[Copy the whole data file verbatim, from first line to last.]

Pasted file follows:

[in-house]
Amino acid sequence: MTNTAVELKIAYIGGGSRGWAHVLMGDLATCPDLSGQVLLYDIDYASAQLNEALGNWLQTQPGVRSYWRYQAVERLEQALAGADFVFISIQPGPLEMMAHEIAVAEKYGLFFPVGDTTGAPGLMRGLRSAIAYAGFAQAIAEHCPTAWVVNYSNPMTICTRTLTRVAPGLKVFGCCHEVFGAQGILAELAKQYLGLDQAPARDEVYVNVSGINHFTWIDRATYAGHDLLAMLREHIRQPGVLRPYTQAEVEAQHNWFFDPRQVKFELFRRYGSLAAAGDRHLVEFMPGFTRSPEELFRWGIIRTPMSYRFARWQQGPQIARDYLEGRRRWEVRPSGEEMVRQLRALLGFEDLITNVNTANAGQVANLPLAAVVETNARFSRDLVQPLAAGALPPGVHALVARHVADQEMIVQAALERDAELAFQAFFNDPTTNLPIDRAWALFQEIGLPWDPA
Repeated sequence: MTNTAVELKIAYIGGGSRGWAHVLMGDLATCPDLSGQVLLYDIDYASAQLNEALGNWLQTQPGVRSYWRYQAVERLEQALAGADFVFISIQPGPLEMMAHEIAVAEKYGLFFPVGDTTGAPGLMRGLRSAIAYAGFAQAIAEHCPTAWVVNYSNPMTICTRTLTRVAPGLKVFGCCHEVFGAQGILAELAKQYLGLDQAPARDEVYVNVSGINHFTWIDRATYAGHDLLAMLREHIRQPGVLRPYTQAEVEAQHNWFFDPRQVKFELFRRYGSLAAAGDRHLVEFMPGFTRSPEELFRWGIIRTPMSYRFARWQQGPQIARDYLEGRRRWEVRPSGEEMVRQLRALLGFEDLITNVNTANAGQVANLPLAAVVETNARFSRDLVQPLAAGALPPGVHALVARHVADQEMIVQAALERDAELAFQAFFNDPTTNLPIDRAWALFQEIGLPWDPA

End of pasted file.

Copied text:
[in-house]
Amino acid sequence: MTNTAVELKIAYIGGGSRGWAHVLMGDLATCPDLSGQVLLYDIDYASAQLNEALGNWLQTQPGVRSYWRYQAVERLEQALAGADFVFISIQPGPLEMMAHEIAVAEKYGLFFPVGDTTGAPGLMRGLRSAIAYAGFAQAIAEHCPTAWVVNYSNPMTICTRTLTRVAPGLKVFGCCHEVFGAQGILAELAKQYLGLDQAPARDEVYVNVSGINHFTWIDRATYAGHDLLAMLREHIRQPGVLRPYTQAEVEAQHNWFFDPRQVKFELFRRYGSLAAAGDRHLVEFMPGFTRSPEELFRWGIIRTPMSYRFARWQQGPQIARDYLEGRRRWEVRPSGEEMVRQLRALLGFEDLITNVNTANAGQVANLPLAAVVETNARFSRDLVQPLAAGALPPGVHALVARHVADQEMIVQAALERDAELAFQAFFNDPTTNLPIDRAWALFQEIGLPWDPA
Repeated sequence: MTNTAVELKIAYIGGGSRGWAHVLMGDLATCPDLSGQVLLYDIDYASAQLNEALGNWLQTQPGVRSYWRYQAVERLEQALAGADFVFISIQPGPLEMMAHEIAVAEKYGLFFPVGDTTGAPGLMRGLRSAIAYAGFAQAIAEHCPTAWVVNYSNPMTICTRTLTRVAPGLKVFGCCHEVFGAQGILAELAKQYLGLDQAPARDEVYVNVSGINHFTWIDRATYAGHDLLAMLREHIRQPGVLRPYTQAEVEAQHNWFFDPRQVKFELFRRYGSLAAAGDRHLVEFMPGFTRSPEELFRWGIIRTPMSYRFARWQQGPQIARDYLEGRRRWEVRPSGEEMVRQLRALLGFEDLITNVNTANAGQVANLPLAAVVETNARFSRDLVQPLAAGALPPGVHALVARHVADQEMIVQAALERDAELAFQAFFNDPTTNLPIDRAWALFQEIGLPWDPA